5 Tips for Teaching Your Teen to Drive

Your teen is ready to step behind the wheel and learn to drive. Are you?

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If your teen is anywhere near driving age, chances are she is anxious to get behind the wheel. But are you prepared?

Formal driver’s ed classes and license tests offer some measure of readiness, but it’s no substitute for the practical, behind-the-wheel experience you can provide your teen driver. A series of research studies from the AAA Foundation for Traffic Safety found teenagers are more likely to develop safe driving skills when their parents ensure they get plenty of practice in a variety of situations and when their parents impart their own safe-driving knowledge.

Here are some tips for teaching safe driving.

1. Set a Good Example

Your children are watching, so long before you hand over the keys, make safety in your own driving a priority. Refrain from taking calls or texting, minimize distracted driving, watch the road and use proper signals. Your driving skills and judgment will shape those of your teen.

2. Practice … In a Variety of Conditions

While a parking lot or a quiet neighborhood street is an excellent place to begin, it’s not realistic to limit practice to these safer areas. As your child builds skills and gains confidence, have him or her practice on curvy two-lane roads and busy interstates. Expose your teen to driving in inclement weather, and offer feedback when driving in rain or snow. Have your youngster practice at night as well as during the day to gauge his or her comfort level in an array of situations.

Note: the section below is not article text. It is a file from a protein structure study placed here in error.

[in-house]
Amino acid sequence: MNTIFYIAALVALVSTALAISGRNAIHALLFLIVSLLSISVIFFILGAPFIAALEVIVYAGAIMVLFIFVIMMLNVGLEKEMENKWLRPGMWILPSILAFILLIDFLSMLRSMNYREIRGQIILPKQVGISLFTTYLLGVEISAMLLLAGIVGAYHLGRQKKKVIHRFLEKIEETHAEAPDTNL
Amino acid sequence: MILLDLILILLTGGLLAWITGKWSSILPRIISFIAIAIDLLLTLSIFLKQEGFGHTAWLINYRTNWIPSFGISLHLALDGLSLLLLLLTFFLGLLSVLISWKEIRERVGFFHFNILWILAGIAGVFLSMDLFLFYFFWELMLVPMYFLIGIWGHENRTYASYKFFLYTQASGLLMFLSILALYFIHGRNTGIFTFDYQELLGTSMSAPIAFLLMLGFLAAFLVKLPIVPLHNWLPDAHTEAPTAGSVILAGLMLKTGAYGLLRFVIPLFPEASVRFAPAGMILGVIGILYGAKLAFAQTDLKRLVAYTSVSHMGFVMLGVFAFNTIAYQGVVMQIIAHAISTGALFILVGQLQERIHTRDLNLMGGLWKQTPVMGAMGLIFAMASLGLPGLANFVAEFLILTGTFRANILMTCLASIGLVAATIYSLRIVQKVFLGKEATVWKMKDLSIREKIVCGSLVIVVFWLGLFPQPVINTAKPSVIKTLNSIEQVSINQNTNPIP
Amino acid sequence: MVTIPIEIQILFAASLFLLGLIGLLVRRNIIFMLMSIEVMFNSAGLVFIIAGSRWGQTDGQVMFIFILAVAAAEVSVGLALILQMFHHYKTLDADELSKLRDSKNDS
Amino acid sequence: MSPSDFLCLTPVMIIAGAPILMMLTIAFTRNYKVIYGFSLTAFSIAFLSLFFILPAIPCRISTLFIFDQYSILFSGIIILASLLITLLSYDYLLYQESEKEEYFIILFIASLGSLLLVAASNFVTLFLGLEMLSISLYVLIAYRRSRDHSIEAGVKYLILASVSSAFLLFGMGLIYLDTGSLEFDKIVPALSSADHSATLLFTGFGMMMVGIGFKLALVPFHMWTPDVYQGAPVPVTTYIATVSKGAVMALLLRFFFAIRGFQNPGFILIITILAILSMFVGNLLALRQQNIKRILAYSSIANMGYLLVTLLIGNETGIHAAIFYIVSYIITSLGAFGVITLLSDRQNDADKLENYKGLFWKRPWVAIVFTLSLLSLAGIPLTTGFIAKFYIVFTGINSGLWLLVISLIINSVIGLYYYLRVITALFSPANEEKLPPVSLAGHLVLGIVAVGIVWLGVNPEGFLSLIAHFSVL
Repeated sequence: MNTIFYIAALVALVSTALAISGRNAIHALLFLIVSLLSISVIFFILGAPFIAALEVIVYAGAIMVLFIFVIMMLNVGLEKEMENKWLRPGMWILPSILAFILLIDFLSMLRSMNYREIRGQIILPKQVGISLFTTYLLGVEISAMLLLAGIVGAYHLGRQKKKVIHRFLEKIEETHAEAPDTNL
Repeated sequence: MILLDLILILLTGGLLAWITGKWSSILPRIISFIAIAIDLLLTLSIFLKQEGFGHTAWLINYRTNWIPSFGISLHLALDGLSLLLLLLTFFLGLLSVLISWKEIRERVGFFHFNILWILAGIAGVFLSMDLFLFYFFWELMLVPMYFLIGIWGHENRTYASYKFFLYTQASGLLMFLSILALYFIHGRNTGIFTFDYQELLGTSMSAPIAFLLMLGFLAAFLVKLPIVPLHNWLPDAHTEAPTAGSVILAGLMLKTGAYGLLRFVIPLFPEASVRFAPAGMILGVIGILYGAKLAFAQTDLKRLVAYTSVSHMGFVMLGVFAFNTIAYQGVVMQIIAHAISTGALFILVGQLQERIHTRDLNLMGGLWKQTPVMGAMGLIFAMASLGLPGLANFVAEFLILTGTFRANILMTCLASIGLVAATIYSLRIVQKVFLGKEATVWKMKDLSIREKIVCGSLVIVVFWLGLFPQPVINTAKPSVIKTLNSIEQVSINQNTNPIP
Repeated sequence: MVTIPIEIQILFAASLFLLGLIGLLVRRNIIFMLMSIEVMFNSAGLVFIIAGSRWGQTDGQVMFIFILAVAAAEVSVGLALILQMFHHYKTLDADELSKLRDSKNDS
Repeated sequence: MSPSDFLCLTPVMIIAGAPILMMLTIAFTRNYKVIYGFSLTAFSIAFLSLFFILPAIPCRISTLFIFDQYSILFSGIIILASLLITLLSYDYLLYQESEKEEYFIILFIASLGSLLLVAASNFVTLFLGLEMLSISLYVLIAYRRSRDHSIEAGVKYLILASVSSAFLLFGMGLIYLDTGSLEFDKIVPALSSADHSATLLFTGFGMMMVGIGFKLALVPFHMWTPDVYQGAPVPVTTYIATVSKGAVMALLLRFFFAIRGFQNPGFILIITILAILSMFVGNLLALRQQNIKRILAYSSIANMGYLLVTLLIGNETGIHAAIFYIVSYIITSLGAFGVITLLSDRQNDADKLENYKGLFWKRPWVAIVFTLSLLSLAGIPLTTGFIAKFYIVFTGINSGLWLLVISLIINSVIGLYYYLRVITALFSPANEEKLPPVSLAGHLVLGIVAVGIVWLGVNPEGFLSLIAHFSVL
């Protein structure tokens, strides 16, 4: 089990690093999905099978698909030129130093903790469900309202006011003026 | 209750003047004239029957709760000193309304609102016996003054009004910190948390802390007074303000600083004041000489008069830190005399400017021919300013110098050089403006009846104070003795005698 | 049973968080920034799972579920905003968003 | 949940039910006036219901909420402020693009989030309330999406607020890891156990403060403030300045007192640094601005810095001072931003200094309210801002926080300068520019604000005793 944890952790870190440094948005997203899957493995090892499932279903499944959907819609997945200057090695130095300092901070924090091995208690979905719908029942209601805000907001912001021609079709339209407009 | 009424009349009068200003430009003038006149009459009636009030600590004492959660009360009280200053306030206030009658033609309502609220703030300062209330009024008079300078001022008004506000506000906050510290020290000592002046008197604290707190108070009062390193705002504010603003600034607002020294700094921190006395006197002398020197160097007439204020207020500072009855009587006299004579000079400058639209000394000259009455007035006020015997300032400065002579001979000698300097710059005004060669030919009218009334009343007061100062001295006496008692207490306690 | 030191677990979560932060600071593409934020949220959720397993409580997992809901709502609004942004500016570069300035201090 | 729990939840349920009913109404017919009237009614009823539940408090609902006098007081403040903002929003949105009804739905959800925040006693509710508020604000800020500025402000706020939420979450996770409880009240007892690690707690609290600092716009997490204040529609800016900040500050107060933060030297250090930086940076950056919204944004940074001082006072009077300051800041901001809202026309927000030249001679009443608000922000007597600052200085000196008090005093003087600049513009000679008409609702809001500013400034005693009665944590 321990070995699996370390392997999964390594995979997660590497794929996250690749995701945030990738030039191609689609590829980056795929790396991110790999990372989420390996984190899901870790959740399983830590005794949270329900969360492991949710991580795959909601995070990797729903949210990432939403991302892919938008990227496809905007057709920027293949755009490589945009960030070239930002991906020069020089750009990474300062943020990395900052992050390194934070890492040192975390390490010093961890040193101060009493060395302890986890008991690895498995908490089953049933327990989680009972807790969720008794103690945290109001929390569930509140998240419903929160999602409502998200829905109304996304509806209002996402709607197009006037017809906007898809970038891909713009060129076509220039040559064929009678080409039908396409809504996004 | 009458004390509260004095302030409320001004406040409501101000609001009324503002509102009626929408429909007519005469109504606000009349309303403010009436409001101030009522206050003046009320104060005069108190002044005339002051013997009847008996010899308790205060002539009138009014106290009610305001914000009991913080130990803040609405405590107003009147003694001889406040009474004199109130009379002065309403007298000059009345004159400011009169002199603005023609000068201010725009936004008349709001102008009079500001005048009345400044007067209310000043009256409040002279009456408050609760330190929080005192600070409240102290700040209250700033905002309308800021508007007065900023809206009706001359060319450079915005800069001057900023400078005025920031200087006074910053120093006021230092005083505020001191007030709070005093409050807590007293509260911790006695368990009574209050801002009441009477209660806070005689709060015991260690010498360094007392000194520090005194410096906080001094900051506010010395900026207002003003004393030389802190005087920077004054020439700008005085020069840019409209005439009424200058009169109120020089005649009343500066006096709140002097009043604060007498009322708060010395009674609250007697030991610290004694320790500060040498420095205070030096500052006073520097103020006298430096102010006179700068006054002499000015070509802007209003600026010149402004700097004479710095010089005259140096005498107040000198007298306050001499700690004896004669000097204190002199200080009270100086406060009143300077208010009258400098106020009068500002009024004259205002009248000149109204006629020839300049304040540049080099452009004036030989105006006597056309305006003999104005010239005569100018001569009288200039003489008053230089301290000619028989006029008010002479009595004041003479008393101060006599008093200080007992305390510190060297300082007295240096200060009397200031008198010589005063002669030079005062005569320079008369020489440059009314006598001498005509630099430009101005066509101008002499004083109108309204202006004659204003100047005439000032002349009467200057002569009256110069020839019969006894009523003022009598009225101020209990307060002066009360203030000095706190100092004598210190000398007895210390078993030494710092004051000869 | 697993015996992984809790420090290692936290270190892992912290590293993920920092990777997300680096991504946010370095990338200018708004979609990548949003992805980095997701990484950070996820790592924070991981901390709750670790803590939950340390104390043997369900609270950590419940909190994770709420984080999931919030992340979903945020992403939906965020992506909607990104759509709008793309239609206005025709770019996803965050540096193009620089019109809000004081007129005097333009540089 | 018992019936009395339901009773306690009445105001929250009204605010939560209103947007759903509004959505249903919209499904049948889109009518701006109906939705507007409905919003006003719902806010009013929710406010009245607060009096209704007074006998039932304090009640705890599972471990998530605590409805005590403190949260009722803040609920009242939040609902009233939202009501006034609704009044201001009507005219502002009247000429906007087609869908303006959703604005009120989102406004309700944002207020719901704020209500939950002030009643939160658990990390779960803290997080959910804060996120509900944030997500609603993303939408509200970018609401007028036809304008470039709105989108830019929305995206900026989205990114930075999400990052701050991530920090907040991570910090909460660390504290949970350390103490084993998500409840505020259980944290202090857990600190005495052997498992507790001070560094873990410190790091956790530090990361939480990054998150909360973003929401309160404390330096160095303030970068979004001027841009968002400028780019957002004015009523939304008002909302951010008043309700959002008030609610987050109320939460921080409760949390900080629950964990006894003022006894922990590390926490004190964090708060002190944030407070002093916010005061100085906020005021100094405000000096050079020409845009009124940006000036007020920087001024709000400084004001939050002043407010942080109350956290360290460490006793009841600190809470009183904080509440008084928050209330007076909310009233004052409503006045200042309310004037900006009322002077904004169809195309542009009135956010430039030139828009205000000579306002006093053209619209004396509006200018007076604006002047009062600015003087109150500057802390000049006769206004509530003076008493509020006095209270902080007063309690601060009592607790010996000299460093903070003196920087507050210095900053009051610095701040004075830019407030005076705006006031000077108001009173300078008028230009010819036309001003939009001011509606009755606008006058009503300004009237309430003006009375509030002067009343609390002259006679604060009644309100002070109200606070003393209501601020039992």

3. Work on Merging, Yielding and Passing

While your teen may want to focus on parallel parking skills, it’s also critical to nurture more complex driving skills. Work on interstate merging, yielding to other cars, and visual scanning and anticipation of other drivers’ moves. Have your teen communicate why he or she is making a certain decision and offer feedback.

4. Teach Communication Between Drivers

Does your teen know the language of the road? While signaling is important, so is making sure other drivers are aware that you’re near. That might include pumping the brakes when coming to a fast stop. Help your teen refine these communication cues.

5. Keep Your Cool

It’s difficult to sit in the passenger’s seat and cede control to an inexperienced driver. Try to offer constructive suggestions rather than critical feedback, and ask your child why he or she is making a certain decision.

The more practice you and your teen get together in the car, the better you’ll both feel about him or her navigating road situations alone in the future.

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